An optimistic oncologist

Prof. Hudis of Memorial Sloan-Kettering Cancer Center, said on a visit to J'lem that Israelis in the field are ‘the best of the best.’

PROF. CLIFFORD HUDIS 370 (photo credit: Judy Siegel-Itzkovich)
(photo credit: Judy Siegel-Itzkovich)
Asked whether he’s an optimist, Prof. Clifford Hudis replies without hesitation: “Of course I’m an optimist; I’m an oncologist!” xxCancers have for several years been the most common cause of death in Israel – surpassing cardiovascular disease – and most people still mistakenly regard malignancies as an inevitable death sentence. But the chief of the breast cancer medicine service at New York’s famed Memorial Sloan-Kettering Cancer Center remains upbeat.
“I chose oncology because I loved taking care of patients and confronting serious health challenges with them. I had a tremendous optimism that the field would rapidly evolve throughout my career, and I thought that would be an exciting thing to be a part of.”
The 54-year-old cancer specialist, who was born in Philadelphia and received his MD from the Medical College of Pennsylvania (now Drexel University College of Medicine), comes from a Jewish family originating in Russia and Romania. He is a professor of medicine at Weill Medical College of Cornell University in New York, president-elect of the American Society of Clinical Oncology (ASCO) and chairman of the of the Breast Cancer Research Foundation’s advisory board.
On the latest of numerous visits to Israel, Hudis was interviewed recently by The Jerusalem Post about cancer and his career. One of his stops during this visit was to see Prof. Ben Corn and his wife Dvora Corn, who founded and head Life’s Door/Tishkofet, the voluntary organization that provides emotional and spiritual support to patients and families with serious and terminal illnesses.
Hudis declared that Israeli oncologists “are the best of the best” in the field. He recognizes his Israeli counterparts as doing excellent research. “Their innovation is well known. They are always willing to try to new things, and they are very closely integrated into global oncology.”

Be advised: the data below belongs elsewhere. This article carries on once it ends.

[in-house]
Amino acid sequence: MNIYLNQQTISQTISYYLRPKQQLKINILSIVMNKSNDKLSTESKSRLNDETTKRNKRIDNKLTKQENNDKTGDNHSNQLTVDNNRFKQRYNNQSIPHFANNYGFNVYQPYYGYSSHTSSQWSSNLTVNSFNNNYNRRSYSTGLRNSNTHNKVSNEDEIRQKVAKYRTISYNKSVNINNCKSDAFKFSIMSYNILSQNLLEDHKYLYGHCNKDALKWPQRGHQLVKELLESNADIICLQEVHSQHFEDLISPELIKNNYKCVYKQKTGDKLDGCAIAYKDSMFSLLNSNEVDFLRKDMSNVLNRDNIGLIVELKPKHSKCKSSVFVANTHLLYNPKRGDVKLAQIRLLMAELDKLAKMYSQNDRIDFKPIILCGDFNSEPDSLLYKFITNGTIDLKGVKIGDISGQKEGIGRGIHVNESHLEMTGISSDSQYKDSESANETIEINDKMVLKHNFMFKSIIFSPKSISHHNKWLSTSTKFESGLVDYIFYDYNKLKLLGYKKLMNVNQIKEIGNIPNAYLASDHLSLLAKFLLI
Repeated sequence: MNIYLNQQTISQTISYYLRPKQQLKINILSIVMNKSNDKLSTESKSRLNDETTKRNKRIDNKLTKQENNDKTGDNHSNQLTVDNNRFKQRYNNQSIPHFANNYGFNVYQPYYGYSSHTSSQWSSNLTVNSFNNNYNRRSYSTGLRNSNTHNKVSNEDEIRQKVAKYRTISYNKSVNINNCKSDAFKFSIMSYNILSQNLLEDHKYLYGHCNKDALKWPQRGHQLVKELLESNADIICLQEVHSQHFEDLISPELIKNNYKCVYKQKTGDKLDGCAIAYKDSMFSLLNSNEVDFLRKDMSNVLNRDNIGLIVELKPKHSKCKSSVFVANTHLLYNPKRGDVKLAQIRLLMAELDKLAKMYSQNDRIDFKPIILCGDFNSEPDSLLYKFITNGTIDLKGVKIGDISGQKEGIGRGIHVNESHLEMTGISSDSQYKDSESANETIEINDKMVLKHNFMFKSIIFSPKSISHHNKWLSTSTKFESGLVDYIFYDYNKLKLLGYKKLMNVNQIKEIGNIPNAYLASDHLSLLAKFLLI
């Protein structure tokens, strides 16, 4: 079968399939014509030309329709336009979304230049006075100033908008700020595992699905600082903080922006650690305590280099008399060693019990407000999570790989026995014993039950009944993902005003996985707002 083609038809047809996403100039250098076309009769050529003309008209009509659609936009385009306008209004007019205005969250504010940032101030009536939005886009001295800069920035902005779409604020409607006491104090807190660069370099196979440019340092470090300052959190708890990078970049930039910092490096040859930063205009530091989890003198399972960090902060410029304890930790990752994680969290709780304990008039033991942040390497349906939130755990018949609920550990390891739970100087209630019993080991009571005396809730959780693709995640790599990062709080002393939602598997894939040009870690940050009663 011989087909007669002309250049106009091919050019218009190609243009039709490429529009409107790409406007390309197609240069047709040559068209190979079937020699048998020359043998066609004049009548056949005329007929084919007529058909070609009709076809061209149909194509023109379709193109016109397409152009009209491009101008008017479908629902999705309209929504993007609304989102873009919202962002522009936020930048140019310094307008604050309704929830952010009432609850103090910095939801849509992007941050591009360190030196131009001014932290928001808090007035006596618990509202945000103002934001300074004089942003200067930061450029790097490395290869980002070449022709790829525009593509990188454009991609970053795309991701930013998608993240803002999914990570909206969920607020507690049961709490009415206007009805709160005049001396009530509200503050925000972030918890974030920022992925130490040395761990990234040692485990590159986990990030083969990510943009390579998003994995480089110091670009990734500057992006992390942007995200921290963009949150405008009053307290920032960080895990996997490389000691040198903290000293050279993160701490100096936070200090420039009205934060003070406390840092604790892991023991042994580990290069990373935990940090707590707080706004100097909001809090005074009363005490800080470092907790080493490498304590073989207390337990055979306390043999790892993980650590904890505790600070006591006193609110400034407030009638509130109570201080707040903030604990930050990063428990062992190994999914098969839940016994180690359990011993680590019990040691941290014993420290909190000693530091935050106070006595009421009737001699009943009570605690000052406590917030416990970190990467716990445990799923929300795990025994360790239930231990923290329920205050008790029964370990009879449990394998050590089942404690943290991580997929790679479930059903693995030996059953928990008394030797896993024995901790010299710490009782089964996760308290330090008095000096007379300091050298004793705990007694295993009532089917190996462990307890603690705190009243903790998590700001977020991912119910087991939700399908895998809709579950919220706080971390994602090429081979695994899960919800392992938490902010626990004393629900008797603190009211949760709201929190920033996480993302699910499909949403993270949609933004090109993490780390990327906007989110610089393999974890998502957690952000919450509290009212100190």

“He has been enormously helpful at BCRF and is a great friend to Israel,” says Prof. Ephrat Levy-Lahad, director of the medical genetics department at Jerusalem’s Sha’are Zedek Medical Center, who has professional connections with Hudis. Her institute provides extensive genetic services – both clinical and laboratory, from diagnosis of embryos prior to pregnancy to identifying the hereditary basis of adult disease, including cancer.
Prof. Mary-Claire King, a world-renowned expert in genome sciences and medical genetics at Seattle’s University of Washington who first mapped BRCA1 (the genetic defect that causes early breast cancer) and frequently visits Israel, agreed: “Dr. Hudis is both a fine oncologist and a leader in breast cancer research.
Through the BCRF, he has enabled creative, important work in breast cancer. The foundation supports research in both the US and Israel. Their support has been essential to our work. I am enormously grateful to BCRF and to Dr. Hudis in particular.”
Asked to compare recovery and mortality rates for heart disease and cancer, Hudis noted: “The problem is that the conversation doesn’t work on the same level. A lot of heart disease relates to a few common processes. If you control hypertension and blood cholesterol, and if you exercise and don’t smoke, you’ve accomplished a lot. But when one talks about cancer, it’s not about one disease but many diseases.
“In oncology, we’ve made astonishing progress in many kinds, from chronic myeloid leukemia to gastroenterological sarcoma and even breast cancer. If people would only stop smoking, we’d make the same progress against lung cancer,” said Hudis. “I understand why people compare the two, but it’s like talking of apples and oranges.”
HUDIS HAD no family role models for going into medicine.
“Being a physician is a tremendous honor, [it’s] a privilege to be allowed into people’s lives and [to be] given responsibility for the most serious decisions they have to make. It’s hard not to feel this when you’re in the room to patients, even though doctors may not give voice to it,” he said.